New iPad 2021 could be hard to buy — here's why

iPad mini
(Image credit: Future)

Picking up a new Apple iPad or Samsung Galaxy Tab at your local Best Buy will be more difficult as tablets are expected to be in short supply in the first quarter of 2021. Research comes from Digitimes, which predicts that shipments for tablets to fall by 31%. 

The reason for the nosedive in shipments comes from component shortages. Actually, manufacturers saw chip shortages incoming, and many ramped up production at the end of 2020 to use as much available silicon available.  

According to Digitimes, the fourth quarter of 2020 saw tablet shipments increase by 17.6%. While a few companies were able to procure enough chips, others like Huawei saw production and shipment of its tablet slide sharply. Lenovo, Amazon, and TCL all surpassed Huawei, and the Shenzhen-based company will continue to struggle in tablet shipments through the first part of 2021. 

Last year, tablet shipments totaled a whopping 159.76 million units, up 2% from 2019. A lot of this was due to pandemic demand, as consumers remained locked up at home, looking for ways to keep themselves entertained. 

Right now, if a manufacturer wanted to place an order on new chips, it would require a 20-week lead time. This also means that companies are trying to chips as quickly as possible. So a massive increase in production during back-to-school or holiday seasons might not occur, meaning that supply will remain limited regardless of time of year.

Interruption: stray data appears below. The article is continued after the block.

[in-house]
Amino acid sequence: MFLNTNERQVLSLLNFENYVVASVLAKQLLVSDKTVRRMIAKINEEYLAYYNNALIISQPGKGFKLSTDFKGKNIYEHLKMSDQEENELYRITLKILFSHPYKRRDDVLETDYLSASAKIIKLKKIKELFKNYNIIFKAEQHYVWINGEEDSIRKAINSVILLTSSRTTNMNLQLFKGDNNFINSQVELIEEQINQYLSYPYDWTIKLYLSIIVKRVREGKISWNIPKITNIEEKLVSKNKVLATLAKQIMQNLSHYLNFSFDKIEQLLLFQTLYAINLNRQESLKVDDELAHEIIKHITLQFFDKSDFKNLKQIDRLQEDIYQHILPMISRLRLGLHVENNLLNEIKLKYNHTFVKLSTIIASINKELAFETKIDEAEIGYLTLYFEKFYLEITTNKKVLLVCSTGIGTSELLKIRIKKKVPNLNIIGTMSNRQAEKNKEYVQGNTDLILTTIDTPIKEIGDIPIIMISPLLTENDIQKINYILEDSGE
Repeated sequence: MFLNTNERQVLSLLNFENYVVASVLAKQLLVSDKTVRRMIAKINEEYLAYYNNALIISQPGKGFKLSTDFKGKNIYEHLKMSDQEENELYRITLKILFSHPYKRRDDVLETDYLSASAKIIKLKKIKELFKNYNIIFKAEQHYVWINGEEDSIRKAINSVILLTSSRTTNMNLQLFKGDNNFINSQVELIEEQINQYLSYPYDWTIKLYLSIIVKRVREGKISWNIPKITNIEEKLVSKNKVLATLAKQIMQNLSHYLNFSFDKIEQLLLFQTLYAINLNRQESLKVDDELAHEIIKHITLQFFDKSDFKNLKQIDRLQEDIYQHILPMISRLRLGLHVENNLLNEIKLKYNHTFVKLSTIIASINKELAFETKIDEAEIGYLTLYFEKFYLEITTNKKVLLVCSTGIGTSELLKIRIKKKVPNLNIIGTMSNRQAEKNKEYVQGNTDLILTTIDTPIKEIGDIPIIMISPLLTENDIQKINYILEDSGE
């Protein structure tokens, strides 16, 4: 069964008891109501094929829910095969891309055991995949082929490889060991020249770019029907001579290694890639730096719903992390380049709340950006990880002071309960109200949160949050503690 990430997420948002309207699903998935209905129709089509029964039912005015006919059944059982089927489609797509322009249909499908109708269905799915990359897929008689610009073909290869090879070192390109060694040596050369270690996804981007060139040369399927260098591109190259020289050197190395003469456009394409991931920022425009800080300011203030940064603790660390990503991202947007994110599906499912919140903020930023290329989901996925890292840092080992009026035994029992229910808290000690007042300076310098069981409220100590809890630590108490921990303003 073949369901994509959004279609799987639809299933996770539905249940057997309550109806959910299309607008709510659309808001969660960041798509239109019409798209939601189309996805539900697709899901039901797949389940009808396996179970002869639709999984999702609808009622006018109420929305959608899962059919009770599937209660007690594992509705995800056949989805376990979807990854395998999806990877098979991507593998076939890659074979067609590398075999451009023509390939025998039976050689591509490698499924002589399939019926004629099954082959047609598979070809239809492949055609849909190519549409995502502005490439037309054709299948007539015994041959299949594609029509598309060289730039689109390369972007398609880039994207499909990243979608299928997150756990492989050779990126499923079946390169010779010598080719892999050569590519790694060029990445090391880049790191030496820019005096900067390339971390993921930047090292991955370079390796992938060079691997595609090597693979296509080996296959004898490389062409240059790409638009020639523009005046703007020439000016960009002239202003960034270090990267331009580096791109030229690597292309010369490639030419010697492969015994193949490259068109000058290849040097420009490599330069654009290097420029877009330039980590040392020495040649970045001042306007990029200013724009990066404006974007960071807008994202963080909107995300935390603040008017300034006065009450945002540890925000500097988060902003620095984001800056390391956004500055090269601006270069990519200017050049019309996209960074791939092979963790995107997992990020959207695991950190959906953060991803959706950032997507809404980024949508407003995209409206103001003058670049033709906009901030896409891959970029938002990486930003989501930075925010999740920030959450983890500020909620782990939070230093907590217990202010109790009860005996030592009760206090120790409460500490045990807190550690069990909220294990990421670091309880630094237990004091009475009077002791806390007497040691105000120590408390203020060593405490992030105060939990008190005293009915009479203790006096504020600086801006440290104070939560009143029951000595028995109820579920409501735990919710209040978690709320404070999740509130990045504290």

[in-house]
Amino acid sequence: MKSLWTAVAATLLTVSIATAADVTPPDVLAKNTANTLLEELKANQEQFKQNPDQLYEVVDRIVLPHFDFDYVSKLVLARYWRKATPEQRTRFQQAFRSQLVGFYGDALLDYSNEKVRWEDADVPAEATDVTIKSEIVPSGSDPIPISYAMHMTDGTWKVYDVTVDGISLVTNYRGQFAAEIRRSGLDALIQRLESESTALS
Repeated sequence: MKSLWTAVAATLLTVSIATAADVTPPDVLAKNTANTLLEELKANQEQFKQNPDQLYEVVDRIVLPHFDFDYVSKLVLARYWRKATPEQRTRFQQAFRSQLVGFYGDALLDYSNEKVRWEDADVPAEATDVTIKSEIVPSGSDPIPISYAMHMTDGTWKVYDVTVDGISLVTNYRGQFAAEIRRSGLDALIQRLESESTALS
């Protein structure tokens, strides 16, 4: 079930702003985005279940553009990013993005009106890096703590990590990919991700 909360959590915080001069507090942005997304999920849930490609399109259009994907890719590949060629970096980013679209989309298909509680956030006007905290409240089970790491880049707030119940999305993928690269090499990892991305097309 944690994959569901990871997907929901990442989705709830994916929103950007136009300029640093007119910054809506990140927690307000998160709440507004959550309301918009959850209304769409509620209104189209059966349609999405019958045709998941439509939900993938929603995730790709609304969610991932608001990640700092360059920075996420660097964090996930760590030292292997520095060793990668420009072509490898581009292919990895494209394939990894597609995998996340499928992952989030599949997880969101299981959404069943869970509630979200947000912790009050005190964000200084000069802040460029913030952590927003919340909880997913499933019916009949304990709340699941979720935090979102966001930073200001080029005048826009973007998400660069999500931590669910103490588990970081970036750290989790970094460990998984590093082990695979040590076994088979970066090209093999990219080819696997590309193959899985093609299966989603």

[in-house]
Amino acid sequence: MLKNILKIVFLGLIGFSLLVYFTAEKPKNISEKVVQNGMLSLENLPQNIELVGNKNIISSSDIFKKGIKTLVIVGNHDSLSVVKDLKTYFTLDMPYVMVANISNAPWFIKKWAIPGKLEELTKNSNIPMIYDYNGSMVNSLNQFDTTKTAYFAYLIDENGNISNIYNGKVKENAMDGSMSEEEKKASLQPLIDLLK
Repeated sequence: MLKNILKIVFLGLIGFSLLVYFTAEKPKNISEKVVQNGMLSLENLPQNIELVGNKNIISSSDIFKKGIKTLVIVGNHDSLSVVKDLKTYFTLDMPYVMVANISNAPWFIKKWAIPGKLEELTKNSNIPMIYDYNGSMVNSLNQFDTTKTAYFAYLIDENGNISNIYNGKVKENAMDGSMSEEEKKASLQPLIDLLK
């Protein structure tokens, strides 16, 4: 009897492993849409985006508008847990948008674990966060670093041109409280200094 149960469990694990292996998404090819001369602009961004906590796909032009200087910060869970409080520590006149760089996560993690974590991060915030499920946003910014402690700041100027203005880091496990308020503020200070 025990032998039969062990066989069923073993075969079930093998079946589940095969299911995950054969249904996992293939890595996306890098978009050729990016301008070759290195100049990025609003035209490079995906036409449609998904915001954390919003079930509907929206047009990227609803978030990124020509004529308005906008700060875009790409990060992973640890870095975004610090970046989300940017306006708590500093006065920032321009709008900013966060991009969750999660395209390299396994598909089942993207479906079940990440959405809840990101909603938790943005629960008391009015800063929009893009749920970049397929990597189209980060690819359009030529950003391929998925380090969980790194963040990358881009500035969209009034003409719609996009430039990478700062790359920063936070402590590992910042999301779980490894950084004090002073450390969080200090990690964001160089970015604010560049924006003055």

If you are in the market for a new tablet, then it's likely best you pick one up while supply is sufficient. As the year goes on, things will continue to get tight. A new iPad 2021 and iPad Pro 2021 are both expected to be announced soon, but they could wind up being in short supply.

And it's not just the tablet market that's being affected, so are shipments of new laptops, graphics cards and consoles. 

Our where to buy PS5 and where to buy Xbox Series X articles are constantly being updated with the latest stock reports. Same as with our where to buy Nvidia GeForce RTX 3080, where to buy Nvidia RTX 3070, and where to buy Nvidia RTX 3060 Ti

Because technology manufacturing is linked to many areas in the global supply chain, when one part of the world is hit by the Covid-19 pandemic and is forced to shut down, it causes a domino effect that reaches manufacturing plants in China, Korea, and Taiwan. As to when things might go back to normal is completely dependent on how efficiently governments can roll out the vaccine.

Imad Khan

Imad is currently Senior Google and Internet Culture reporter for CNET, but until recently was News Editor at Tom's Guide. Hailing from Texas, Imad started his journalism career in 2013 and has amassed bylines with the New York Times, the Washington Post, ESPN, Wired and Men's Health Magazine, among others. Outside of work, you can find him sitting blankly in front of a Word document trying desperately to write the first pages of a new book.